We are always on the lookout at Terra Firma for some new vegetable that meets our criteria for addition to the team. Of course it has to grow well here, taste good, and offer value to our CSA subscribers. Variety is nice, but not if it sits in your fridge or on your counter and doesn’t get eaten.

Seed catalogs are full of items that don’t meet these standards. The best example is the vegetables that are an “unusual” color when raw but then turn green when cooked: Purple broccoli and purple beans, for example.  Then there are the varieties that just make you wonder. White carrots come to mind. Is there a niche market of people who wanted carrots without so much Beta Carotene?

Winter squash is a big crop for us, and it plays a critical role in your boxes during the wet season since it is harvested in the fall and stored. We hope it also plays a big role in your kitchen, given its wide culinary range in both sweet and savory dishes.  There are dozens and dozens of varieties of winter squash available, yet most of them are very similar to each other once cooked. We primarily grow Butternut because it produces abundantly and stores well. It’s easy to prepare in the kitchen and is reliably sweet with a semi-creamy texture.

Delicata is our other primary squash variety, mostly because it is so unique and different from other squashes. It doesn’t produce nearly as abundantly as its cousins, but it is so good that it commands a higher price that makes it economically viable nonetheless. Unfortunately, it does not store well and thus has a much shorter season than other squashes.

Japanese varieties of winter squash are quite distinct both visually and culinarily from both butternut and Delicata — they actually belong to a different family entirely. Unfortunately, over the years we have found them to be highly susceptible to pests and diseases. They also tend to sunburn in the heat. Several years back we tried a promising new variety that literally melted down in the barn just a few weeks after we harvested it.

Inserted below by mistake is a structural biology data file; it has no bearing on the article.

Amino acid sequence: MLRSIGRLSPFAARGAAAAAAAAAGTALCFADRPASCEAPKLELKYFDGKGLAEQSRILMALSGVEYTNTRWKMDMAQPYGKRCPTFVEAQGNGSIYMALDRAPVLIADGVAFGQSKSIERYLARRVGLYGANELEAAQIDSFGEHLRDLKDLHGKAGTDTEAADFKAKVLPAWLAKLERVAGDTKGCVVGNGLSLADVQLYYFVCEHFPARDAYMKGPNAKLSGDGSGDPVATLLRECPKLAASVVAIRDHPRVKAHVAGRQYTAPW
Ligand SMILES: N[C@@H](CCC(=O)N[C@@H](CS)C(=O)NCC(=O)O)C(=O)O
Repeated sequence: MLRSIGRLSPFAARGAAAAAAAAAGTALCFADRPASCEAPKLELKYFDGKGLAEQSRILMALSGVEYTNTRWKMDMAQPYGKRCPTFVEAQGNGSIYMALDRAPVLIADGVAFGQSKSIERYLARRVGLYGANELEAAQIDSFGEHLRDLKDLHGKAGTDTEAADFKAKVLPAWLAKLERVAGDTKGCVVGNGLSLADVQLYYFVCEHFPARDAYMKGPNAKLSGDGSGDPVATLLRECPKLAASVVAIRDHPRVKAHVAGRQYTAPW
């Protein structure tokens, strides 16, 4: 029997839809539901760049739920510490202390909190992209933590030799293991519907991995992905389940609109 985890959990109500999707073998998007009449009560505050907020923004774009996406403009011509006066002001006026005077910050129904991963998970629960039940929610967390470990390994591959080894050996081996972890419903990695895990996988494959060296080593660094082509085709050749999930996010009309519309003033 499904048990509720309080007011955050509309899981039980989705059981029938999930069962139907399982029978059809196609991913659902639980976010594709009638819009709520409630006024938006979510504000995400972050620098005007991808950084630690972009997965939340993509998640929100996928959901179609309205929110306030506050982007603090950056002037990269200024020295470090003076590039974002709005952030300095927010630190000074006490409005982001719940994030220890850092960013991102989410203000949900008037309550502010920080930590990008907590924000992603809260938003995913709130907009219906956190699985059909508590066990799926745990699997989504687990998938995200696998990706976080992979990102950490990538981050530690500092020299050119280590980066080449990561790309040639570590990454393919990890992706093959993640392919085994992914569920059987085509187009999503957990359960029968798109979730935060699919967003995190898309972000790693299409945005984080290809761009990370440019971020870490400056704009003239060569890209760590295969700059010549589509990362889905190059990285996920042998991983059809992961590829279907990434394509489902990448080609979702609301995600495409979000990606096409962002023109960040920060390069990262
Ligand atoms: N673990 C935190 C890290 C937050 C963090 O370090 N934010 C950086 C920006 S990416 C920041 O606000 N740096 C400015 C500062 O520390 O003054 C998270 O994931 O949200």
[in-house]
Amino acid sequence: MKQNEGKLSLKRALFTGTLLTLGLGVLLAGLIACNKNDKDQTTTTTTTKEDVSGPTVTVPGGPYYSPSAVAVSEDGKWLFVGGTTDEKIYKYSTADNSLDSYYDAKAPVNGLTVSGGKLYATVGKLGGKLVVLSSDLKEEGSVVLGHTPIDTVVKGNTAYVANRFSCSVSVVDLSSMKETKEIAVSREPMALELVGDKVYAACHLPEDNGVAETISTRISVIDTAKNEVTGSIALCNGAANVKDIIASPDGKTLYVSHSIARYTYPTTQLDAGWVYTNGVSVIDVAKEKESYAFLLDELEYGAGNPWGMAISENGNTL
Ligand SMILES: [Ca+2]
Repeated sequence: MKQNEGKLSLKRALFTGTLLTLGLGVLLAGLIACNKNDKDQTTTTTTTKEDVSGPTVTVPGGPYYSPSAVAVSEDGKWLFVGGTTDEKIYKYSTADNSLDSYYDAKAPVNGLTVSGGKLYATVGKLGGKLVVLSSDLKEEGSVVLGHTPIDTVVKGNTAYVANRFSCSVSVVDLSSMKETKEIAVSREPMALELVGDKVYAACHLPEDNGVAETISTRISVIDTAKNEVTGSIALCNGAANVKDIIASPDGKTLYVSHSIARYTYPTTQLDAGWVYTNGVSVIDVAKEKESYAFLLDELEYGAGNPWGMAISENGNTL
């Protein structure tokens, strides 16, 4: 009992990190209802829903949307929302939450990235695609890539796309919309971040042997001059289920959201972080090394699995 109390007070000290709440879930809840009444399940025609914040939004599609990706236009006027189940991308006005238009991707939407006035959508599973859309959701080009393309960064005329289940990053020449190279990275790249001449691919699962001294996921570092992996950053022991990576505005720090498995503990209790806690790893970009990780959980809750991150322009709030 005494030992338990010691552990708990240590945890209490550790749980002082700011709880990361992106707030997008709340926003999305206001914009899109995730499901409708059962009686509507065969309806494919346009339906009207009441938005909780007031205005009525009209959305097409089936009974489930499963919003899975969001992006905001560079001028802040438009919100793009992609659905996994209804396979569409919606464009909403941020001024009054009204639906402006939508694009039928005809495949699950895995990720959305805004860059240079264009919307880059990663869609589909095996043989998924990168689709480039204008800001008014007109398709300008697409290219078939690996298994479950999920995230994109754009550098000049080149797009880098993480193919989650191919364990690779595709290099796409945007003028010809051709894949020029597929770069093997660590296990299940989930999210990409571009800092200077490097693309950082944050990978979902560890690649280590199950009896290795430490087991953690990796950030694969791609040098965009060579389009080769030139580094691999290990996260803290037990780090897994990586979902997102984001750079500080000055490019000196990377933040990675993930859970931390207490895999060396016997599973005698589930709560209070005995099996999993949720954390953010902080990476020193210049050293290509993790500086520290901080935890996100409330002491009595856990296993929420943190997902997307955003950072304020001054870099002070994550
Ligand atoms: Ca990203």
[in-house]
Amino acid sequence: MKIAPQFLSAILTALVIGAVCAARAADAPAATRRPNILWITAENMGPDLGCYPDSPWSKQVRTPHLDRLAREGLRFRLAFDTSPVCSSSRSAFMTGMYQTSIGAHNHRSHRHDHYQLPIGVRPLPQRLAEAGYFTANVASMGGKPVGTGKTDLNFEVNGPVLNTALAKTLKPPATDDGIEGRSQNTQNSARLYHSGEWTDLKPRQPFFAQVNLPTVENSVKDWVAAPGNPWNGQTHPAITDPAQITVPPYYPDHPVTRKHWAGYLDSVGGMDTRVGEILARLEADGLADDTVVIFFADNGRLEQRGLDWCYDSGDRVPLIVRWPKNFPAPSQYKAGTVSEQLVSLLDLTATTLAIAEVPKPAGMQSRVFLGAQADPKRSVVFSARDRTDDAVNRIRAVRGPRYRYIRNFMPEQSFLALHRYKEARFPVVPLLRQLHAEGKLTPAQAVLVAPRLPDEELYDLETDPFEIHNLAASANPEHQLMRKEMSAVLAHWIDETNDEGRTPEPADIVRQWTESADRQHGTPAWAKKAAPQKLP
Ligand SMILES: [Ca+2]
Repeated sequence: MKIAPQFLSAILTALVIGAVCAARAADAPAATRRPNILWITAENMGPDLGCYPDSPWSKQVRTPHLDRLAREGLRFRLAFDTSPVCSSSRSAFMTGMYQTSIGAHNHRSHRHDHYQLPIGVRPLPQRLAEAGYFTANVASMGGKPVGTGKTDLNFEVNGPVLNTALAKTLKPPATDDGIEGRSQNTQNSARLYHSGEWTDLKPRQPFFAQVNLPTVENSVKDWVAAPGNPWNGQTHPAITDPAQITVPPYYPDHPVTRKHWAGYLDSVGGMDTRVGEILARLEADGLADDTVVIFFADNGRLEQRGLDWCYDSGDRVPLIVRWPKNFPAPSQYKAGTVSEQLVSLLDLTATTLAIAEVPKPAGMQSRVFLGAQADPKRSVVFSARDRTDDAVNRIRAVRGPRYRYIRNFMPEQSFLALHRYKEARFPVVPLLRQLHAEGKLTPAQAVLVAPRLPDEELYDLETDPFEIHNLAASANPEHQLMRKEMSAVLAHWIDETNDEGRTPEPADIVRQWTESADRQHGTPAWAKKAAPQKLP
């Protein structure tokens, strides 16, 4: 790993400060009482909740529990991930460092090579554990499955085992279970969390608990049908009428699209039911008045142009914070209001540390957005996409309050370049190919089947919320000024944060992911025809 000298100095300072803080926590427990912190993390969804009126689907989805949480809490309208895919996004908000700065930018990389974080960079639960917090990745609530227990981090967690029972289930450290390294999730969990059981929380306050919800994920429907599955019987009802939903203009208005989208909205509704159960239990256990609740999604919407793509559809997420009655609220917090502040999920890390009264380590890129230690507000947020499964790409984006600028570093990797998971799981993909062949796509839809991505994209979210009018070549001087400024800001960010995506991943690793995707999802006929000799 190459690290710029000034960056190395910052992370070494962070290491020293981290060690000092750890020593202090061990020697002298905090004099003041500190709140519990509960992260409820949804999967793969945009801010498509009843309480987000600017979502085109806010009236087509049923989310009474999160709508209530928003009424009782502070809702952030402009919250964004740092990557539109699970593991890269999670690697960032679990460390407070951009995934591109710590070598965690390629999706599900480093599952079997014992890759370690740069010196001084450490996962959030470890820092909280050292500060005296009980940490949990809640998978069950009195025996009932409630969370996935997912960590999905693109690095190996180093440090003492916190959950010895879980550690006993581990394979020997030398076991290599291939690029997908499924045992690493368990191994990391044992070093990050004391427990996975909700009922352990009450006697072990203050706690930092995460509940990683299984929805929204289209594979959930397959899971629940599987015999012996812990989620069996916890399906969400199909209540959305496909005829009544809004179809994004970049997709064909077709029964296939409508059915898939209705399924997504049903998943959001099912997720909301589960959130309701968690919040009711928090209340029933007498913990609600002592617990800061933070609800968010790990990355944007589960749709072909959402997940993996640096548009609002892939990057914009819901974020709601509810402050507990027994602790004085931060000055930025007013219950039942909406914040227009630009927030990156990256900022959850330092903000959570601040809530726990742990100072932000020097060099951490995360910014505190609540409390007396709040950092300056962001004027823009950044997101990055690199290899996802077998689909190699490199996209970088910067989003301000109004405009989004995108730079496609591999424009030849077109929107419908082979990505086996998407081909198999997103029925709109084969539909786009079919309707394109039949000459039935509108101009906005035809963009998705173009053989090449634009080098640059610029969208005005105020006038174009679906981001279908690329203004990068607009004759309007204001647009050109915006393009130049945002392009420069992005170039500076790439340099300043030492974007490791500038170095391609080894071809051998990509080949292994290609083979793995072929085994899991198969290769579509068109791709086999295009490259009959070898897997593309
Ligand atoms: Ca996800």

Three years ago, I heard about a new hybrid squash that was a cross between a Japanese Kabocha type squash and a butternut. It was promised to be “bombproof” against bugs and a very vigorous grower. The seed was also extremely expensive — about 10x the cost of other squash seed. The seed company gave me a small amount to plant a trial.

This new hybrid squash, called Tetsukabuto (Tetsu for short), turned out to be pretty impressive. The plants grow almost twice as tall as other varieties, and spread out over a very large area. They have a dense canopy of giant leaves that protect the dark green fruit from burning in the hot sun here. They produce a large amount of fruit, which the bugs seem unable to damage, and it stores well through the winter.

In the kitchen, the Tetsu is pleasantly distinct from other squashes. It is moister than other Japanese varieties, yet denser than butternut with a darker orange color. The squash is scalloped in a way that allows you to cut it into slices for roasting, although the inedible peel is so thick you may need a Sawzall — likely the reason it resists insect damage so well.

Generally speaking, I don’t trust new varieties that perform well for a single year. Sometimes it’s just a fluke. Other times, the seed company discontinues the variety if it is not popular enough. If they perform well for three years, then we welcome them into our “family” of crops. Long term subscribers know this doesn’t happen all that often.

2021 was our third year of growing Tetsu. It did great in 2019, not quite as well in 2020, and great in 2021. Having proved itself, we’ll plant a larger amount in 2022.